Even something as seemingly innocuous as the Woolies around the corner can have a negative impact on the things you care about. Our Head of Ethics Research Dr Stuart Palmer explains how we assess supermarkets against our Ethical Charter.
What Australian Ethical does and doesn’t invest in can surprise people. Even clients who have been with us a long time have queries about our process. Questions about what we invest in are the most common, although we’re also queried about sectors we don’t invest in. Supermarkets are a frequent battleground, with some investors concerned about the problems they cause while others emphasise their benefits.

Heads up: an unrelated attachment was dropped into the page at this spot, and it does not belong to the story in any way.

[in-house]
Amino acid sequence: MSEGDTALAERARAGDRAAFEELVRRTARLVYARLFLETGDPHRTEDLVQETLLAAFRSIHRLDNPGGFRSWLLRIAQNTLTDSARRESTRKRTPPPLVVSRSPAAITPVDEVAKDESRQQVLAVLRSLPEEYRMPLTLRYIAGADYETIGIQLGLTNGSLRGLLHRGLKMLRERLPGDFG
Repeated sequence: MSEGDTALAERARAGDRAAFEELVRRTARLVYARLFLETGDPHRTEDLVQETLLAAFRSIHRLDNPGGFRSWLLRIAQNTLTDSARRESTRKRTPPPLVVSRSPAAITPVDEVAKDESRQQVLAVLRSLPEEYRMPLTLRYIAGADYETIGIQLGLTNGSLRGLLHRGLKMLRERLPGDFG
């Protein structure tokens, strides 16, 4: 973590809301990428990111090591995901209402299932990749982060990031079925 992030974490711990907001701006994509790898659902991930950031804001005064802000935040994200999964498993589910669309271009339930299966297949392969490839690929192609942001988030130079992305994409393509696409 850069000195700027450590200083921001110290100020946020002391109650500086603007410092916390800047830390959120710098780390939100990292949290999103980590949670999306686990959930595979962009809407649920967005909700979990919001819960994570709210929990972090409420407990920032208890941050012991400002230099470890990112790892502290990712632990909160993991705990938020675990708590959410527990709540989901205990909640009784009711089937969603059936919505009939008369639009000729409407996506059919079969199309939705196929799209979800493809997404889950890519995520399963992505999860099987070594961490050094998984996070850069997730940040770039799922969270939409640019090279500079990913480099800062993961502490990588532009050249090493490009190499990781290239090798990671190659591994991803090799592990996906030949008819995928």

While we’re not currently invested in any supermarket company, we’re not opposed to them in principle. In fact, our starting point is that a business which helps people efficiently purchase food and other staples can positively contribute to human wellbeing. For example, in the past we have invested in US supermarket Whole Foods Market.
At present, neither of Australia’s major supermarket chains pass our Ethical Charter. Until recently, Coles was excluded because its parent company (Wesfarmers) owned coal mines. Coles’ association with coal mining ended when Wesfarmers demerged its supermarket business in November 2018. Coles also announced in March 2019 it had signed a deal to give up control of 87 hotels in Queensland that operate about 3,000 pokies. However, we continue to exclude Coles because its revenue from retail tobacco sales is above our threshold, which is 1% for a supermarket (although we have zero tolerance for tobacco production).